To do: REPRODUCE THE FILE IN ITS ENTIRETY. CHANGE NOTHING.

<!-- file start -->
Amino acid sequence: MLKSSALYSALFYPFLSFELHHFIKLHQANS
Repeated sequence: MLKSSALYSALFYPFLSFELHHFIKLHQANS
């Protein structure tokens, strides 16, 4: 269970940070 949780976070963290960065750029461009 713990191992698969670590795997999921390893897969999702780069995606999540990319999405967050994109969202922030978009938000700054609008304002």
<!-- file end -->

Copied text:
Amino acid sequence: MLKSSALYSALFYPFLSFELHHFIKLHQANS
Repeated sequence: MLKSSALYSALFYPFLSFELHHFIKLHQANS
């Protein structure tokens, strides 16, 4: 269970940070 949780976070963290960065750029461009 713990191992698969670590795997999921390893897969999702780069995606999540990319999405967050994109969202922030978009938000700054609008304002």